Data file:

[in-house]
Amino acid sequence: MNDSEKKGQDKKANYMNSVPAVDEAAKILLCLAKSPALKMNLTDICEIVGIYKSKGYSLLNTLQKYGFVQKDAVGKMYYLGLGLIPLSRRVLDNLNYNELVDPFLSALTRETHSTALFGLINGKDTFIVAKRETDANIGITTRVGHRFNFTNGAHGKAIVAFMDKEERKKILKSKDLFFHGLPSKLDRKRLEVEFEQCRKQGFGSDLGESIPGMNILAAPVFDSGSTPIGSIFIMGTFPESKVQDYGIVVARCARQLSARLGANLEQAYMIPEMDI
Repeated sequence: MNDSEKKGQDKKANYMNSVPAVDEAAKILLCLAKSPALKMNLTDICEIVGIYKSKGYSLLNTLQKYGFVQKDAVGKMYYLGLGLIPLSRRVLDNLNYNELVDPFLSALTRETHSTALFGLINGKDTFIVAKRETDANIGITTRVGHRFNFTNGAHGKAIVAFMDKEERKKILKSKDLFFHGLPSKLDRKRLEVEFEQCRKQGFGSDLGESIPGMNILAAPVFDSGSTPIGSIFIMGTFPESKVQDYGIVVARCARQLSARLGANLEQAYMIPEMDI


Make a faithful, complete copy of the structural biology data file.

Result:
[in-house]
Amino acid sequence: MNDSEKKGQDKKANYMNSVPAVDEAAKILLCLAKSPALKMNLTDICEIVGIYKSKGYSLLNTLQKYGFVQKDAVGKMYYLGLGLIPLSRRVLDNLNYNELVDPFLSALTRETHSTALFGLINGKDTFIVAKRETDANIGITTRVGHRFNFTNGAHGKAIVAFMDKEERKKILKSKDLFFHGLPSKLDRKRLEVEFEQCRKQGFGSDLGESIPGMNILAAPVFDSGSTPIGSIFIMGTFPESKVQDYGIVVARCARQLSARLGANLEQAYMIPEMDI
Repeated sequence: MNDSEKKGQDKKANYMNSVPAVDEAAKILLCLAKSPALKMNLTDICEIVGIYKSKGYSLLNTLQKYGFVQKDAVGKMYYLGLGLIPLSRRVLDNLNYNELVDPFLSALTRETHSTALFGLINGKDTFIVAKRETDANIGITTRVGHRFNFTNGAHGKAIVAFMDKEERKKILKSKDLFFHGLPSKLDRKRLEVEFEQCRKQGFGSDLGESIPGMNILAAPVFDSGSTPIGSIFIMGTFPESKVQDYGIVVARCARQLSARLGANLEQAYMIPEMDI